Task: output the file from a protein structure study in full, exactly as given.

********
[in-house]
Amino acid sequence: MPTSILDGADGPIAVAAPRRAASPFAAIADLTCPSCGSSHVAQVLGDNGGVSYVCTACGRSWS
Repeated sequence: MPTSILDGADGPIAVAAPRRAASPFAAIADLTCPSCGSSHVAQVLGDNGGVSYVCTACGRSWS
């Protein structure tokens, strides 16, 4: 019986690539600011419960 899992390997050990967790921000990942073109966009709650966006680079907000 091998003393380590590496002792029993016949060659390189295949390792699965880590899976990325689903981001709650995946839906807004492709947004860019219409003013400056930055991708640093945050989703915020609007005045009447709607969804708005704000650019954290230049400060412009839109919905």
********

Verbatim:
[in-house]
Amino acid sequence: MPTSILDGADGPIAVAAPRRAASPFAAIADLTCPSCGSSHVAQVLGDNGGVSYVCTACGRSWS
Repeated sequence: MPTSILDGADGPIAVAAPRRAASPFAAIADLTCPSCGSSHVAQVLGDNGGVSYVCTACGRSWS
């Protein structure tokens, strides 16, 4: 019986690539600011419960 899992390997050990967790921000990942073109966009709650966006680079907000 091998003393380590590496002792029993016949060659390189295949390792699965880590899976990325689903981001709650995946839906807004492709947004860019219409003013400056930055991708640093945050989703915020609007005045009447709607969804708005704000650019954290230049400060412009839109919905």